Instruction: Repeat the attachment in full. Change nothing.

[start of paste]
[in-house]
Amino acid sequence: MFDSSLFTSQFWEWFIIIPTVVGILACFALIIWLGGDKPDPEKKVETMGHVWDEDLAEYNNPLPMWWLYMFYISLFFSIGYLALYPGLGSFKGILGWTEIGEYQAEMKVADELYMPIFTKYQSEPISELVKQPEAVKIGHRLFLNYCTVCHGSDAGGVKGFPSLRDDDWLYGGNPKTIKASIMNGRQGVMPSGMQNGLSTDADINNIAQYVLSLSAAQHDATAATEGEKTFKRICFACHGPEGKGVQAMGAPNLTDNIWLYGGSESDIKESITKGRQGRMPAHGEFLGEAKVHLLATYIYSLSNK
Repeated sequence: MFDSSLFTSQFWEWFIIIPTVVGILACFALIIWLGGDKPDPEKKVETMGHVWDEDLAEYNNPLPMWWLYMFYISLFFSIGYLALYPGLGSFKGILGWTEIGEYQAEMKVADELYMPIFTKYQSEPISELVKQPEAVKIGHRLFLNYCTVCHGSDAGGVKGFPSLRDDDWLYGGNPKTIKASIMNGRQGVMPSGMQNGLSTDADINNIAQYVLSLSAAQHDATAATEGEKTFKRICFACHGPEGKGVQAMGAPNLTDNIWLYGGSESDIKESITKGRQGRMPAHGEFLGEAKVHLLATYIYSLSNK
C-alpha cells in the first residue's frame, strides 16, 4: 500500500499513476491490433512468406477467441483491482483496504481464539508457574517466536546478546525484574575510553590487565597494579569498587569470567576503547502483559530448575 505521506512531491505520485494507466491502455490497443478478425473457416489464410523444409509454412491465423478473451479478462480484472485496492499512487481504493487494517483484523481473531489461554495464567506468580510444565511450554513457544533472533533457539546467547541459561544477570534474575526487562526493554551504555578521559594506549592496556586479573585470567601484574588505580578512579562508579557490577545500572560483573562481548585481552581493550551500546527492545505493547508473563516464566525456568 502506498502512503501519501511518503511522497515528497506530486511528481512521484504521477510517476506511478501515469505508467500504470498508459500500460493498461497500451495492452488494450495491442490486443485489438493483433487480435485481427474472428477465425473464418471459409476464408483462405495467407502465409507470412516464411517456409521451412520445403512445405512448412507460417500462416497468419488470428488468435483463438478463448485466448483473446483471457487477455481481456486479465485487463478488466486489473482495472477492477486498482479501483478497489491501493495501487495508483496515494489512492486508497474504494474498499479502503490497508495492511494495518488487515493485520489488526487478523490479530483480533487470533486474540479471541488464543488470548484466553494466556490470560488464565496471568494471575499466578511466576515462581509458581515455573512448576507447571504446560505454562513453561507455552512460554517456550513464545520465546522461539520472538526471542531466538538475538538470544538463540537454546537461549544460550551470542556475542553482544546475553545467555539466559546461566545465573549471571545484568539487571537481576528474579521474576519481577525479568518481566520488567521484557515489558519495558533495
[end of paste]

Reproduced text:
[in-house]
Amino acid sequence: MFDSSLFTSQFWEWFIIIPTVVGILACFALIIWLGGDKPDPEKKVETMGHVWDEDLAEYNNPLPMWWLYMFYISLFFSIGYLALYPGLGSFKGILGWTEIGEYQAEMKVADELYMPIFTKYQSEPISELVKQPEAVKIGHRLFLNYCTVCHGSDAGGVKGFPSLRDDDWLYGGNPKTIKASIMNGRQGVMPSGMQNGLSTDADINNIAQYVLSLSAAQHDATAATEGEKTFKRICFACHGPEGKGVQAMGAPNLTDNIWLYGGSESDIKESITKGRQGRMPAHGEFLGEAKVHLLATYIYSLSNK
Repeated sequence: MFDSSLFTSQFWEWFIIIPTVVGILACFALIIWLGGDKPDPEKKVETMGHVWDEDLAEYNNPLPMWWLYMFYISLFFSIGYLALYPGLGSFKGILGWTEIGEYQAEMKVADELYMPIFTKYQSEPISELVKQPEAVKIGHRLFLNYCTVCHGSDAGGVKGFPSLRDDDWLYGGNPKTIKASIMNGRQGVMPSGMQNGLSTDADINNIAQYVLSLSAAQHDATAATEGEKTFKRICFACHGPEGKGVQAMGAPNLTDNIWLYGGSESDIKESITKGRQGRMPAHGEFLGEAKVHLLATYIYSLSNK
C-alpha cells in the first residue's frame, strides 16, 4: 500500500499513476491490433512468406477467441483491482483496504481464539508457574517466536546478546525484574575510553590487565597494579569498587569470567576503547502483559530448575 505521506512531491505520485494507466491502455490497443478478425473457416489464410523444409509454412491465423478473451479478462480484472485496492499512487481504493487494517483484523481473531489461554495464567506468580510444565511450554513457544533472533533457539546467547541459561544477570534474575526487562526493554551504555578521559594506549592496556586479573585470567601484574588505580578512579562508579557490577545500572560483573562481548585481552581493550551500546527492545505493547508473563516464566525456568 502506498502512503501519501511518503511522497515528497506530486511528481512521484504521477510517476506511478501515469505508467500504470498508459500500460493498461497500451495492452488494450495491442490486443485489438493483433487480435485481427474472428477465425473464418471459409476464408483462405495467407502465409507470412516464411517456409521451412520445403512445405512448412507460417500462416497468419488470428488468435483463438478463448485466448483473446483471457487477455481481456486479465485487463478488466486489473482495472477492477486498482479501483478497489491501493495501487495508483496515494489512492486508497474504494474498499479502503490497508495492511494495518488487515493485520489488526487478523490479530483480533487470533486474540479471541488464543488470548484466553494466556490470560488464565496471568494471575499466578511466576515462581509458581515455573512448576507447571504446560505454562513453561507455552512460554517456550513464545520465546522461539520472538526471542531466538538475538538470544538463540537454546537461549544460550551470542556475542553482544546475553545467555539466559546461566545465573549471571545484568539487571537481576528474579521474576519481577525479568518481566520488567521484557515489558519495558533495